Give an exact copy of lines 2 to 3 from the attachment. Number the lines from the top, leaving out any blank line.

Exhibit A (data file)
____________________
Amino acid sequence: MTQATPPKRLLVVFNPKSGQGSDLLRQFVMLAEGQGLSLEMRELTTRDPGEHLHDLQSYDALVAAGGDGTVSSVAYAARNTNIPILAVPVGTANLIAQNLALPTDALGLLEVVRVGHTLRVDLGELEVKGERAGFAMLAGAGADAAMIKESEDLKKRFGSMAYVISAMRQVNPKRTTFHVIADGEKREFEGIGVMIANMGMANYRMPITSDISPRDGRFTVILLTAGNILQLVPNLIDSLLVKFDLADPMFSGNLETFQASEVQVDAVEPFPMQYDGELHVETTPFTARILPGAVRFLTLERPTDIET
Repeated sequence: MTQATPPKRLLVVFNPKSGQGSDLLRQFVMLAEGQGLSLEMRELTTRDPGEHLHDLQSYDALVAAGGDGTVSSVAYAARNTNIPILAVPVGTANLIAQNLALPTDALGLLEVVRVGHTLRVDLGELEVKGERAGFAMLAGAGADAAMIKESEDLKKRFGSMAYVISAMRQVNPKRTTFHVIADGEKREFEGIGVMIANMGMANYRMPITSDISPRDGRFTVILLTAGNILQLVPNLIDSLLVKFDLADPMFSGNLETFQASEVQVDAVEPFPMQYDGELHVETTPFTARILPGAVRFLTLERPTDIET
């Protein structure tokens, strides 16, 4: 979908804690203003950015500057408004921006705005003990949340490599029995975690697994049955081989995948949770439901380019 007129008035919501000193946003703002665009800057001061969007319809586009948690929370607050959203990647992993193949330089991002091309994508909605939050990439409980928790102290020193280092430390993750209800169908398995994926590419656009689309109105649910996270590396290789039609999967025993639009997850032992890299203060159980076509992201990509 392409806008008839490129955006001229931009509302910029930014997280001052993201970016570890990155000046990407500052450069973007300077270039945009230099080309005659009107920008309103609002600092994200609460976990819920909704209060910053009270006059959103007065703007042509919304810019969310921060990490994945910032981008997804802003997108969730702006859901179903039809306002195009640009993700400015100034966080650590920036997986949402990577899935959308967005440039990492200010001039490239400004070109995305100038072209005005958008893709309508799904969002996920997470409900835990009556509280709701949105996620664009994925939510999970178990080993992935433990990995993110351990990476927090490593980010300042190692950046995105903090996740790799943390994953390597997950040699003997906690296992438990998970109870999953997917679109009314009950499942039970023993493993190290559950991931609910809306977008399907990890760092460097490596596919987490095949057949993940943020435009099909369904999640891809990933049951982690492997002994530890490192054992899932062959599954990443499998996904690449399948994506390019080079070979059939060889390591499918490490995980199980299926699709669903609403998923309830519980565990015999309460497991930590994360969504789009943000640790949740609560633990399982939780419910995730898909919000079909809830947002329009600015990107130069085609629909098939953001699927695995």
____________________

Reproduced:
Repeated sequence: MTQATPPKRLLVVFNPKSGQGSDLLRQFVMLAEGQGLSLEMRELTTRDPGEHLHDLQSYDALVAAGGDGTVSSVAYAARNTNIPILAVPVGTANLIAQNLALPTDALGLLEVVRVGHTLRVDLGELEVKGERAGFAMLAGAGADAAMIKESEDLKKRFGSMAYVISAMRQVNPKRTTFHVIADGEKREFEGIGVMIANMGMANYRMPITSDISPRDGRFTVILLTAGNILQLVPNLIDSLLVKFDLADPMFSGNLETFQASEVQVDAVEPFPMQYDGELHVETTPFTARILPGAVRFLTLERPTDIET
């Protein structure tokens, strides 16, 4: 979908804690203003950015500057408004921006705005003990949340490599029995975690697994049955081989995948949770439901380019 007129008035919501000193946003703002665009800057001061969007319809586009948690929370607050959203990647992993193949330089991002091309994508909605939050990439409980928790102290020193280092430390993750209800169908398995994926590419656009689309109105649910996270590396290789039609999967025993639009997850032992890299203060159980076509992201990509 392409806008008839490129955006001229931009509302910029930014997280001052993201970016570890990155000046990407500052450069973007300077270039945009230099080309005659009107920008309103609002600092994200609460976990819920909704209060910053009270006059959103007065703007042509919304810019969310921060990490994945910032981008997804802003997108969730702006859901179903039809306002195009640009993700400015100034966080650590920036997986949402990577899935959308967005440039990492200010001039490239400004070109995305100038072209005005958008893709309508799904969002996920997470409900835990009556509280709701949105996620664009994925939510999970178990080993992935433990990995993110351990990476927090490593980010300042190692950046995105903090996740790799943390994953390597997950040699003997906690296992438990998970109870999953997917679109009314009950499942039970023993493993190290559950991931609910809306977008399907990890760092460097490596596919987490095949057949993940943020435009099909369904999640891809990933049951982690492997002994530890490192054992899932062959599954990443499998996904690449399948994506390019080079070979059939060889390591499918490490995980199980299926699709669903609403998923309830519980565990015999309460497991930590994360969504789009943000640790949740609560633990399982939780419910995730898909919000079909809830947002329009600015990107130069085609629909098939953001699927695995």